Tokyo's best spots for omurice
Rumoured to be one of the originators of omurice, this century-old restaurant does the classic dish slightly differently. Instead of the typical wrap-style, Rengatei’s eggs are mixed into the filling and then cooked. The chefs here let the ingredients do all the talking.
Located in the western suburb of Sengawa, Pumpkin is a typical old-school Japanese eatery. Their ketchup-flavoured omurice, filled with mushrooms, onions and chicken, looks as good as it tastes. A demi-glace option is also available.
Featured in Juzo Itami’s classic movie ‘Tampopo’, Nihonbashi’s Taimeiken upholds its reputation with the ‘Tampopo omurice’, a dish pleasing to both the eyes and the taste buds. Covering the slightly ketchup-y rice is an omelette that opens like a flower when pierced.
Often featured in culinary magazines, the sturdy creations here have found a dedicated following. The demi-glace version is packed with chicken and veggies, and it's generous in portion, too. Other sauce selections include ketchup and cream.
Its signature dish (¥900) is a mouth-watering combo of hearty stuffing and buttery egg, finished off with an ample serving of demi-glace sauce. The soup-like consistency goes perfectly with the ketchup-flavoured rice hidden inside.
Counting a number of kabuki actors among its customers, Ginza’s You keeps it simple with their ketchup-and-egg creation. Mix the soft egg with the slightly thick stuffing for ideal result.
Nagameguro’s pugilists trust the traditional combo of ketchup and a hearty filling. The egg wrapping is skilfully done, and cutting into the omelette reveals a heavenly, smooth flavour. Portions could be slightly larger, but the taste can't be faulted.
There’s only room for six people at this tiny Arakicho haunt, where the omurice comes in three versions: standard, cheese-based and demi-glace. Customers can observe their dish being prepared in the kitchen right in front of their eyes.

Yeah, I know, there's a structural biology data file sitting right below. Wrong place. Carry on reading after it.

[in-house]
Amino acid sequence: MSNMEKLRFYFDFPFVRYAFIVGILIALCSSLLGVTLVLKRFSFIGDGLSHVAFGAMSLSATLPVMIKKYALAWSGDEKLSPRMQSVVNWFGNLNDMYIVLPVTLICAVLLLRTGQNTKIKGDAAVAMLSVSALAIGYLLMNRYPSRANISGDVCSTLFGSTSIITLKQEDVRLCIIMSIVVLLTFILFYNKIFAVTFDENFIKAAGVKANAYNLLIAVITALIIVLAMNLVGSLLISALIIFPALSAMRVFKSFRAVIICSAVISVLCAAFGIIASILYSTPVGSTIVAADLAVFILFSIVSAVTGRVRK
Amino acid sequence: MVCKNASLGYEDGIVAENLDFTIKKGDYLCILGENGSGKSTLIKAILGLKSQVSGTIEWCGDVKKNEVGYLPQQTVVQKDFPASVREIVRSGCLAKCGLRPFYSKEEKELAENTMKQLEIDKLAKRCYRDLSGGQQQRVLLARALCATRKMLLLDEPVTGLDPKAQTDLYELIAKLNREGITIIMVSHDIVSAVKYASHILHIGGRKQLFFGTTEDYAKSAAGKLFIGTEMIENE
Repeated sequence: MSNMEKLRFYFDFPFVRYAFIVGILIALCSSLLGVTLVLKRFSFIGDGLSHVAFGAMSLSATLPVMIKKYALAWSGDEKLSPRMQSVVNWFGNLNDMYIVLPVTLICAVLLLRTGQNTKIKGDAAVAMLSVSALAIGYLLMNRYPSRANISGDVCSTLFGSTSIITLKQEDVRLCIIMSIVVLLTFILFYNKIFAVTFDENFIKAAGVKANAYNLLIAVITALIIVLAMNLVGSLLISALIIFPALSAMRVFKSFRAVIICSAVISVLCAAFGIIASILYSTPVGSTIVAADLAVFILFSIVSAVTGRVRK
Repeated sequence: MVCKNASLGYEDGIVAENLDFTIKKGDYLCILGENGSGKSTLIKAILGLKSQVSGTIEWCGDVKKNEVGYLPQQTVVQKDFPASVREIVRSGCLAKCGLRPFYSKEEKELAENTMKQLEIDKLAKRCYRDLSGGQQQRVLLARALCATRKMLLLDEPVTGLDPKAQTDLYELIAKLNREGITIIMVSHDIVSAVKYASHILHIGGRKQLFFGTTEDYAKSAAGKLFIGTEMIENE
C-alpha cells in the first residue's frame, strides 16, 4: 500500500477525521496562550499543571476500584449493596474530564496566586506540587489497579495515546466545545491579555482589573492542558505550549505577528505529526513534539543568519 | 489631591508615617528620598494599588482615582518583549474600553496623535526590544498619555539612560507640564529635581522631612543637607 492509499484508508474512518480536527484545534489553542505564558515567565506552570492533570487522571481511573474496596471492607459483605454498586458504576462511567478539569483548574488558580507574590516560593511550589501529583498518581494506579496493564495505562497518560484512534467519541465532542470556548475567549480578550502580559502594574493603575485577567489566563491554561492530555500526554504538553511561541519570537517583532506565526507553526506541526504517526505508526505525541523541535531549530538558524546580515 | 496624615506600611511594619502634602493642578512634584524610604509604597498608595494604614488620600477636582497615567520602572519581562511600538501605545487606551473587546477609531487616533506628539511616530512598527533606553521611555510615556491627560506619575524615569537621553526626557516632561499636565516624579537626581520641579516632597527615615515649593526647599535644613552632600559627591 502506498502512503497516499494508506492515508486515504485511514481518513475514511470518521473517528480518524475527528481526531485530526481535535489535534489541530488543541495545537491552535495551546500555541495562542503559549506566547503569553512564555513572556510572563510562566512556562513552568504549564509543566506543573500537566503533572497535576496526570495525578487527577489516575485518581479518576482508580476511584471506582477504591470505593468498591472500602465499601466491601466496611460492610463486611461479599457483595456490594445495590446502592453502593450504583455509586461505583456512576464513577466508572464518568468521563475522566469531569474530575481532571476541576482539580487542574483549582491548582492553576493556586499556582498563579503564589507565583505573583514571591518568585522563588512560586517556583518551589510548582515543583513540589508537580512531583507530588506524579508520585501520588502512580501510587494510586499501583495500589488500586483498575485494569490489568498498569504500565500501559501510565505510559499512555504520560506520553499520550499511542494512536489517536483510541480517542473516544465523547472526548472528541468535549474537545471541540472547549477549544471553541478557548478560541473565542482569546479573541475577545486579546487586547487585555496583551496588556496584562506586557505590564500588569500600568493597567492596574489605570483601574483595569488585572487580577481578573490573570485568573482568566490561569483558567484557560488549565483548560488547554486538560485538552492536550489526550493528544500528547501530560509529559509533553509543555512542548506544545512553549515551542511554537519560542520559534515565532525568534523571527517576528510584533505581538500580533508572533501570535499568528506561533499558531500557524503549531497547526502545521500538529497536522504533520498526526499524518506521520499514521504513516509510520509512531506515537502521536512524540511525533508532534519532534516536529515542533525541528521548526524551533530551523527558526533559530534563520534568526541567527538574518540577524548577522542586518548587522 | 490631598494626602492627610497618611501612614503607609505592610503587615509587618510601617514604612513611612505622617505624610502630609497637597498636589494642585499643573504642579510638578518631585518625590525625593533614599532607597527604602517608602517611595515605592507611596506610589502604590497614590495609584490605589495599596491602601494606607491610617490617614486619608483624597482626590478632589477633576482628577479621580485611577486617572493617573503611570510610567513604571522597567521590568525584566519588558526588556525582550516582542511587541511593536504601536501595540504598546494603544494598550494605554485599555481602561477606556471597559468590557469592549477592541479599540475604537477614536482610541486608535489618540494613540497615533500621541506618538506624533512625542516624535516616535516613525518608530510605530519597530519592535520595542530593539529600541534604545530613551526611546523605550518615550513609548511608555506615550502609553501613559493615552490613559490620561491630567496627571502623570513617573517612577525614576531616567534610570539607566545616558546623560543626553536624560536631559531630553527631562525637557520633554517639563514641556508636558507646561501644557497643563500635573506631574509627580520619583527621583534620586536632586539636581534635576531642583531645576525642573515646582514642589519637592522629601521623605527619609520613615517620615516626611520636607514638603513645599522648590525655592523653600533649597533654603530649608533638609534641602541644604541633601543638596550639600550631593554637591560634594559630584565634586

Founded in 1941 and run by the same family for three generations, Grill Grand makes an omurice covered with a house-made demi-glace sauce that takes two full weeks to prepare, and features a lingering, sweet aftertaste.
This century-old Kanda beer hall is actually not a great place for drinks, but the same cannot be said for the food menu. The omurice is as tasty as it’s pleasing to the eye, and contains a hint of parmesan cheese that helps raise this dish above the bunch.
Over 50 percent of customers order the beef tongue-topped omurice, which is truly an impressive creation. The tongue is soft enough to cut with a spoon, and goes perfectly with the demi-glace sauce and the peppery rice.
The chefs at this Asakusa oldie are particular about cooking the eggs just right, making its omurice a creamy and soft affair. You can watch it all happen at the counter as your dish is prepared with the highest-quality ingredients.
Having welcomed celebrities like John and Yoko in the past, Kurofune-tei is the ultimate safe choice for omurice beginners. The standard creation contains shrimp, chicken, onion and mushrooms, and is topped with a light but flavourful tomato sauce.
Head to this Kayabacho classic for a slightly different take on omurice. The egg and rice are actually cooked together, producing a compact yet voluminous dish that gets its flavour and orange colour from two kinds of tomato sauce.